In addition, the CERD asked for clarification on another important issue: the widespread practice of mandatory HIV testing of migrant workers. In fact, Qatar is one of the few countries that require HIV testing or disclosure for entry, study, work and residency permits. Regrettably, it is a practice still used in the Gulf countries – such as Bahrain, Kuwait, Oman, Saudi Arabia, United Arab Emirates, Yemen – which involves discrimination of migrants on the basis of their HIV status. Indeed, the discussed practice is used by these countries to prevent people with HIV from legally entering, transiting through or studying, working or residing in a country solely based on their HIV status. In particular, according to a recent report of the United Nations Programme on HIV/AIDS (UNAIDS), Qatar denies residency permits (for stays longer than 90 days) on the basis of HIV status and deports non-nationals living with HIV.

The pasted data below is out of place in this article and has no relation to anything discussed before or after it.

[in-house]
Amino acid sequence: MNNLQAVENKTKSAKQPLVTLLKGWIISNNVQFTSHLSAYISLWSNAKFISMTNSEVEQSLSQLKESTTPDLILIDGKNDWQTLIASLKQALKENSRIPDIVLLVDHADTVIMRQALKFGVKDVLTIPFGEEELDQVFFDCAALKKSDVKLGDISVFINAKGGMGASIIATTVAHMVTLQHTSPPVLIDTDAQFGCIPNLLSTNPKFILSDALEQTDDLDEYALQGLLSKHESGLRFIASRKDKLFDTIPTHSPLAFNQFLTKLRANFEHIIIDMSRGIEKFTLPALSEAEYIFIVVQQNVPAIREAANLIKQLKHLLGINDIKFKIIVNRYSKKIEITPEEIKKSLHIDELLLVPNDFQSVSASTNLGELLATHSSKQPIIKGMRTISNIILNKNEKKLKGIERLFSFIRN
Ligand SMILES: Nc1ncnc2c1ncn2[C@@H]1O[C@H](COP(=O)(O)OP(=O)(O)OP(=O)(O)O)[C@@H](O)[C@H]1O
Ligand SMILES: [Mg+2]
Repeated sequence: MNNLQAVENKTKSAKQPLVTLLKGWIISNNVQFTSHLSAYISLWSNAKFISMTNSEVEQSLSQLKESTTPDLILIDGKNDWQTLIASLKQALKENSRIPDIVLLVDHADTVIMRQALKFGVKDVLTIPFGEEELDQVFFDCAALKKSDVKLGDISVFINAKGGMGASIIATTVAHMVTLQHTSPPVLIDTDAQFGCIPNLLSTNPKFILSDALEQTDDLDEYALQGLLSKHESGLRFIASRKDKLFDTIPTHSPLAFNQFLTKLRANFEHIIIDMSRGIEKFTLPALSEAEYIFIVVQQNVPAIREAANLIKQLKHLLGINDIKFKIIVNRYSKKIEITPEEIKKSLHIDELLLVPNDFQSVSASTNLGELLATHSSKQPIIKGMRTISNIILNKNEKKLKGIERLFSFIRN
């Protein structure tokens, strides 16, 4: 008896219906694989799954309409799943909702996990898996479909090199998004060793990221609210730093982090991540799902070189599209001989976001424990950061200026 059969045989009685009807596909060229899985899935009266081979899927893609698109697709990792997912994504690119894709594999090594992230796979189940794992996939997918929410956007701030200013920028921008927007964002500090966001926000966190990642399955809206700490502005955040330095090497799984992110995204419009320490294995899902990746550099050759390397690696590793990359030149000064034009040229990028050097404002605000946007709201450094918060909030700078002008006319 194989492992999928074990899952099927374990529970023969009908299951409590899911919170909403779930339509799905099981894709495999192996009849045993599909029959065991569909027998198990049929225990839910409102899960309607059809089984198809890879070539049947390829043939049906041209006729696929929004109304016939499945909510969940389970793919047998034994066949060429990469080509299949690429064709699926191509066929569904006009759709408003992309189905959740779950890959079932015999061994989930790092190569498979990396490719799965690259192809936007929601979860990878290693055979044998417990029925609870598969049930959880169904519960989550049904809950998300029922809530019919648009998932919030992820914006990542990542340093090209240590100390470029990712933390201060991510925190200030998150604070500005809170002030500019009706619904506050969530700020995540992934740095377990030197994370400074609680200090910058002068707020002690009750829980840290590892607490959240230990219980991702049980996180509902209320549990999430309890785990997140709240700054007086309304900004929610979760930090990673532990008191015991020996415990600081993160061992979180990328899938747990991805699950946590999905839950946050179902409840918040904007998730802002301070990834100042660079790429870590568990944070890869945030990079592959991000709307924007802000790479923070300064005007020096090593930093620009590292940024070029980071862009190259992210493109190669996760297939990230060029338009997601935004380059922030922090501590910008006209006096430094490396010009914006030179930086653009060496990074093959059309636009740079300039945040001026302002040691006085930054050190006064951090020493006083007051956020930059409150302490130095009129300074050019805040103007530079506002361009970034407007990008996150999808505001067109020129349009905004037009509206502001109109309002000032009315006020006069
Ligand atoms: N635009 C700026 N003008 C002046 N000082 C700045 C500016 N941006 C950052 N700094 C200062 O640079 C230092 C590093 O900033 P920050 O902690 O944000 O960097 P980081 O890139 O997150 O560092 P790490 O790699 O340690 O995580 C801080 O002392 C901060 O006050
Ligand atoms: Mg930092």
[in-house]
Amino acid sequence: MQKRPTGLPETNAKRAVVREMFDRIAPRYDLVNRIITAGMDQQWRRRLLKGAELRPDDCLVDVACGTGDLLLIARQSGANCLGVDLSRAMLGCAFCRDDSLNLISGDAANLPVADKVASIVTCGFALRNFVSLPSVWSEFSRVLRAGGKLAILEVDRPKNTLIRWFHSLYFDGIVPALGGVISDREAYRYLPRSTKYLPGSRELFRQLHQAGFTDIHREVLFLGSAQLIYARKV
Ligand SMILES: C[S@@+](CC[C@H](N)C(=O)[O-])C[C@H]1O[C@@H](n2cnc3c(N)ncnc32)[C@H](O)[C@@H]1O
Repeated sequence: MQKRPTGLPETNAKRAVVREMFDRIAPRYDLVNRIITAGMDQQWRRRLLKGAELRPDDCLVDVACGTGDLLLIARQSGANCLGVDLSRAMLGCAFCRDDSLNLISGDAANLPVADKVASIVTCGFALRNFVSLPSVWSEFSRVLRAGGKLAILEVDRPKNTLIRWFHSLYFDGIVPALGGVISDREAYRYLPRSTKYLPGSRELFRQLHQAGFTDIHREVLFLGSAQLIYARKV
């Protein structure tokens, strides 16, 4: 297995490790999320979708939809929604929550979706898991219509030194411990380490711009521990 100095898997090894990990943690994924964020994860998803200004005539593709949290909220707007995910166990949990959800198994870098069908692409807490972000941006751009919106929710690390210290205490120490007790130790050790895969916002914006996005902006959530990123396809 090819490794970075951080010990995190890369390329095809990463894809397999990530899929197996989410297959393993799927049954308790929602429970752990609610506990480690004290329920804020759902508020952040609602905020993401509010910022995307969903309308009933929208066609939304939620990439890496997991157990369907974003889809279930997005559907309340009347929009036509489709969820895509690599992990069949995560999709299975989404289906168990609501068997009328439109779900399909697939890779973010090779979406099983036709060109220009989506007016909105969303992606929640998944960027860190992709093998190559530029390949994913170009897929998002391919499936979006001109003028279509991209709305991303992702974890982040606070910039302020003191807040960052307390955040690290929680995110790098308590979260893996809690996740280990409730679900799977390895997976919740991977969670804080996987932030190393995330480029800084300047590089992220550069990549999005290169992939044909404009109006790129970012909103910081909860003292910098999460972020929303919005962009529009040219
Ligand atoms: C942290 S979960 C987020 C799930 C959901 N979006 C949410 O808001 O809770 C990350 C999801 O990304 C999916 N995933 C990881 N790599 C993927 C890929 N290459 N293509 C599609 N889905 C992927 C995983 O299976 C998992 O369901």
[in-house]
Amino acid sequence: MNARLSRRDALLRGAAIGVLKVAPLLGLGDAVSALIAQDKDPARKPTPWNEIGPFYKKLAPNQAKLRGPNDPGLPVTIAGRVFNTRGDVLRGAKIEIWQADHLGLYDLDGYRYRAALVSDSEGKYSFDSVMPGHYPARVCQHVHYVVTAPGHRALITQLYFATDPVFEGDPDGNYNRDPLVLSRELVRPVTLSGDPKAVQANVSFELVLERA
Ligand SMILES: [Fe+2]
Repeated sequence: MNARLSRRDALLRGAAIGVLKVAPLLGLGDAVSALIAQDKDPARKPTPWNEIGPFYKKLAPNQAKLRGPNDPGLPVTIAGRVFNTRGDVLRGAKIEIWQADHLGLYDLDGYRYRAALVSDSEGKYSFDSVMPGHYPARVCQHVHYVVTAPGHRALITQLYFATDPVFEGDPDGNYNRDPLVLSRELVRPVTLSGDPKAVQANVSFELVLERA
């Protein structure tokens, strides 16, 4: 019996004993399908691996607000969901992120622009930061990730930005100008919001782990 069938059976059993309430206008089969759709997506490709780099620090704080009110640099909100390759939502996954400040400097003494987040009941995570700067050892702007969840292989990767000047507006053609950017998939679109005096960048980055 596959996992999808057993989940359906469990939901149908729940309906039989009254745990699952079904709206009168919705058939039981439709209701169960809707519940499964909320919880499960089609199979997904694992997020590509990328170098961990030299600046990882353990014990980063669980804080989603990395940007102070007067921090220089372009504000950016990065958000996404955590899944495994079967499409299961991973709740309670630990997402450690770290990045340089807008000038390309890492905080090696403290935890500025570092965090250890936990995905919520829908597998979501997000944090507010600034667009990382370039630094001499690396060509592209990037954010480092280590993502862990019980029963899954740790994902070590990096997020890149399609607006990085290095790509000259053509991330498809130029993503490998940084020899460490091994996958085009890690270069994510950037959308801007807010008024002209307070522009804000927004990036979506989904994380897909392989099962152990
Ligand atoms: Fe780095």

HIV-related travel restrictions undermine human rights and freedoms of people enshrined in international treaties and national constitutions, such as freedom of movement and choice of residence, access to and enjoyment of life opportunities and the ability to be united with families and to participate in social and public life. Some international organizations, such as the ILO, together with the UNAIDS and the International Organization for Migration (IOM), took a position to defend the fundamental rights of migrant workers from this policy.